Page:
2From 1 January 2006 the HIPE system includes data on patients admitted for dialysis in dedicated dialysis units which were previously excluded from HIPE.

 

  • The rate of discharges for day patients in 2015 was 220 per 1,000 for males and 224.3 for females. Data for years from 2006 onwards includes patients admitted for dialysis on a day care basis which was previously excluded and thus there is a discontinuity in the data between years 2005 and 2006 in the series on day patients.
  • Discharges of day patients for males increased by over a third between 2006 and 2015, rising from 161.2 per 1,000 in 2006 to 220 in 2015.
  • Discharges of day patients for females increased by nearly 50% over the same time period, from 151.6 per 1,000 in 2006 to 224.3 in 2015.
  • In contrast, discharges of in-patients for males and females saw very little change between 2005 and 2015.
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5.9 Ireland: Persons with an intellectual disability by level of disability, 2015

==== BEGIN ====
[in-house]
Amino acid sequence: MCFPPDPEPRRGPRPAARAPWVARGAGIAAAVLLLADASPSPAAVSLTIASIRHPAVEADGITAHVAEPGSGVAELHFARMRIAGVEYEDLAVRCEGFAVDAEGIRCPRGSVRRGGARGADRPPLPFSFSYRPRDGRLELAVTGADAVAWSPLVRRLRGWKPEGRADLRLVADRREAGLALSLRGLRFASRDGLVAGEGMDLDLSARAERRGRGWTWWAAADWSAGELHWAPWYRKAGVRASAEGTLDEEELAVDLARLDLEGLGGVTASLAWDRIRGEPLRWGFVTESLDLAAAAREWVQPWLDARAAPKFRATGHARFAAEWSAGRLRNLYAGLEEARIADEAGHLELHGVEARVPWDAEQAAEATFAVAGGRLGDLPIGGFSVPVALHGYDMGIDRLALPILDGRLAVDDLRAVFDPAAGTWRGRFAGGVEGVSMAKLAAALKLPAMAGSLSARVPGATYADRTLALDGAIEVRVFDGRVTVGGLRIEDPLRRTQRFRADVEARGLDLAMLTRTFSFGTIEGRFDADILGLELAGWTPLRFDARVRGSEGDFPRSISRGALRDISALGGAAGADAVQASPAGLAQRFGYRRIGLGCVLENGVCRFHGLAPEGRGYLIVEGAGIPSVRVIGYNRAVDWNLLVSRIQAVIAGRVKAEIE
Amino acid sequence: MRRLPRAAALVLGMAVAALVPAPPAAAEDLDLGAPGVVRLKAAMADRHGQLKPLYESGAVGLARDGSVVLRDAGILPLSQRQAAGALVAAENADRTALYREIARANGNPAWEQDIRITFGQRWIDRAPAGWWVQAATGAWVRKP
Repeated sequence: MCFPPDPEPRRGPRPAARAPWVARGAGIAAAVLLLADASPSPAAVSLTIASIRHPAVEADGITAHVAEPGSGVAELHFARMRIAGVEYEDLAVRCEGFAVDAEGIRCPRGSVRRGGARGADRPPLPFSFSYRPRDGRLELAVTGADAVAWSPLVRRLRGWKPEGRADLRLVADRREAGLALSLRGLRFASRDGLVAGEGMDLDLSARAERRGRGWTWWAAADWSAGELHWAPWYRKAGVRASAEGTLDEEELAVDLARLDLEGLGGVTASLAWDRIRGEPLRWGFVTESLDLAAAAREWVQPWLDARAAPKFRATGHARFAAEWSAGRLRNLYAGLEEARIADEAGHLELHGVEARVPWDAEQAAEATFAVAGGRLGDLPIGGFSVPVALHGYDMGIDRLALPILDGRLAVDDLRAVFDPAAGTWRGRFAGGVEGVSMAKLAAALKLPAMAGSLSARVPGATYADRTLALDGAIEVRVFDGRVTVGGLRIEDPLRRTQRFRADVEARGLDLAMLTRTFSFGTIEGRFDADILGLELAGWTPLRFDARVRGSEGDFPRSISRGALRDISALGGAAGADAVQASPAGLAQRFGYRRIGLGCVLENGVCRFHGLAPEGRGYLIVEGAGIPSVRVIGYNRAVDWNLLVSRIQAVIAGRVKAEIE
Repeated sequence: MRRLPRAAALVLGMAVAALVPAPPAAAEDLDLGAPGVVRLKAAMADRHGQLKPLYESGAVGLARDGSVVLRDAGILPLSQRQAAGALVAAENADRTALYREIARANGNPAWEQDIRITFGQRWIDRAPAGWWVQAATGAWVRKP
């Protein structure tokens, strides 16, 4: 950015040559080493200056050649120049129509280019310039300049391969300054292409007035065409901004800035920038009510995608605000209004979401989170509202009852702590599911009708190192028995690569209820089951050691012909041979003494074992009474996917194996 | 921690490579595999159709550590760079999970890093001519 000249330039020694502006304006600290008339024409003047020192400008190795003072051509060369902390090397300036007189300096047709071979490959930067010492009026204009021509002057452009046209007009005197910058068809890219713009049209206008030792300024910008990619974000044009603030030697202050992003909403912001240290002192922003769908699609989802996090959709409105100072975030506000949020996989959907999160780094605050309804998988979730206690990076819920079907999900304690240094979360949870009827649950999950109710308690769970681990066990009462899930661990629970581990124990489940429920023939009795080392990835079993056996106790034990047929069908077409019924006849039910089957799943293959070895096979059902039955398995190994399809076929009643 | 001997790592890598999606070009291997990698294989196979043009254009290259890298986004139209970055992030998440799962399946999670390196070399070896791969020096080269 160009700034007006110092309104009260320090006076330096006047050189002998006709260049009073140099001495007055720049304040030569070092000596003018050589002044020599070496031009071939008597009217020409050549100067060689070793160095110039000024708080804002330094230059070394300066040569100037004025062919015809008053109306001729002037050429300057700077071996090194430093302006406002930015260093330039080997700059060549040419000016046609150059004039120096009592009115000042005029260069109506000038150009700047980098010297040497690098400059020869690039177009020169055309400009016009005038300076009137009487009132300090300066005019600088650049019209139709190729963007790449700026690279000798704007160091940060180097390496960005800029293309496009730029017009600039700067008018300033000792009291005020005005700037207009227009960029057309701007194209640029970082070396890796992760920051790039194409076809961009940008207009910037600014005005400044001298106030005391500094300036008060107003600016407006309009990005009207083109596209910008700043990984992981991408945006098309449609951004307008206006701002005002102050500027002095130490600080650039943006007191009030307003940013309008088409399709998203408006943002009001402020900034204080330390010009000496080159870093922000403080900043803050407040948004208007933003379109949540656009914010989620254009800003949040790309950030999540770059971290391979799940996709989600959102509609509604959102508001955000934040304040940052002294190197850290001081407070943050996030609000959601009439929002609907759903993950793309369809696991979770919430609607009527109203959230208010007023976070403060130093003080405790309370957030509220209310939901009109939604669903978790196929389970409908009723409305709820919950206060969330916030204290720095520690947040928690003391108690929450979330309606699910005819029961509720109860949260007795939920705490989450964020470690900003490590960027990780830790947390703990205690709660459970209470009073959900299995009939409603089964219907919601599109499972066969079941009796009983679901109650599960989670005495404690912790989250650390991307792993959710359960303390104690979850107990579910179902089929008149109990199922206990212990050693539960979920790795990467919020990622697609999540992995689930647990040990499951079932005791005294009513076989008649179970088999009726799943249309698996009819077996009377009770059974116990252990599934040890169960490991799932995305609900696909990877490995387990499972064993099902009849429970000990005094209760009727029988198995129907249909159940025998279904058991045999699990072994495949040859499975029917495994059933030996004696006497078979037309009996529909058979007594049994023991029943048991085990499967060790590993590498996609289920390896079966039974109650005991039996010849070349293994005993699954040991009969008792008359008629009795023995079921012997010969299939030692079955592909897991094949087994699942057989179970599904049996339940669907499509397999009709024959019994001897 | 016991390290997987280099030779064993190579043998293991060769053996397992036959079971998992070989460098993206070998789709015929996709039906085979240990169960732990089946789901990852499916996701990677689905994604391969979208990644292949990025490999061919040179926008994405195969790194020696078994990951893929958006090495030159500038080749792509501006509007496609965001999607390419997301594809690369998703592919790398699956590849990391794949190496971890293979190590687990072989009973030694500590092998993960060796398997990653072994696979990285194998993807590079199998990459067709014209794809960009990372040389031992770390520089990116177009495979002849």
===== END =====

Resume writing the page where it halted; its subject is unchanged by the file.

number %
LevelMalesFemalesMenWomen
Mild5,2893,84132.133.0
Moderate6,6744,89740.542.0
Severe2,3081,70614.014.6
Profound4764082.93.5
Not verified1,71479510.46.8
Total16,46111,647100.0100.0
Source: National Intellectual Disability Database

 

  • There were 28,108 persons registered on the National Intellectual Disability database in 2015, of whom 59% were male.
  • The gender breakdown at each level of disability shows a similar pattern, with men representing more than half of persons in each category.
  • Approximately three-quarters of both males and females with a disability were classified as having a mild or moderate disability.
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5.10 Ireland: Admissions to psychiatric hospitals and units, 2015
 per 100,000 population of which: first admissions (%)
ConditionMalesFemalesMalesFemales
Organic Mental Disorders13.710.857.062.5
Alcoholic Disorders31.120.239.133.3
Other Drug Disorders33.311.542.346.5
Schizophrenia, Schizotypal and Delusional Disorders95.059.522.822.2
Depressive Disorders96.8110.441.534.6
Mania36.046.624.721.6
Neuroses34.238.448.643.8
Eating Disorders0.75.733.324.8
Personality and Behavioural Disorders18.041.322.919.2
Intellectual Disability2.61.828.825.6
Development Disorders1.20.553.641.7
Behavioural & Emotional Disorders of Childhood & Adolescence0.60.238.560.0
Other and Unspecified32.428.550.845.7
Total395.5375.336.432.0
Source: Health Research Board, Activities of Irish Psychiatric Services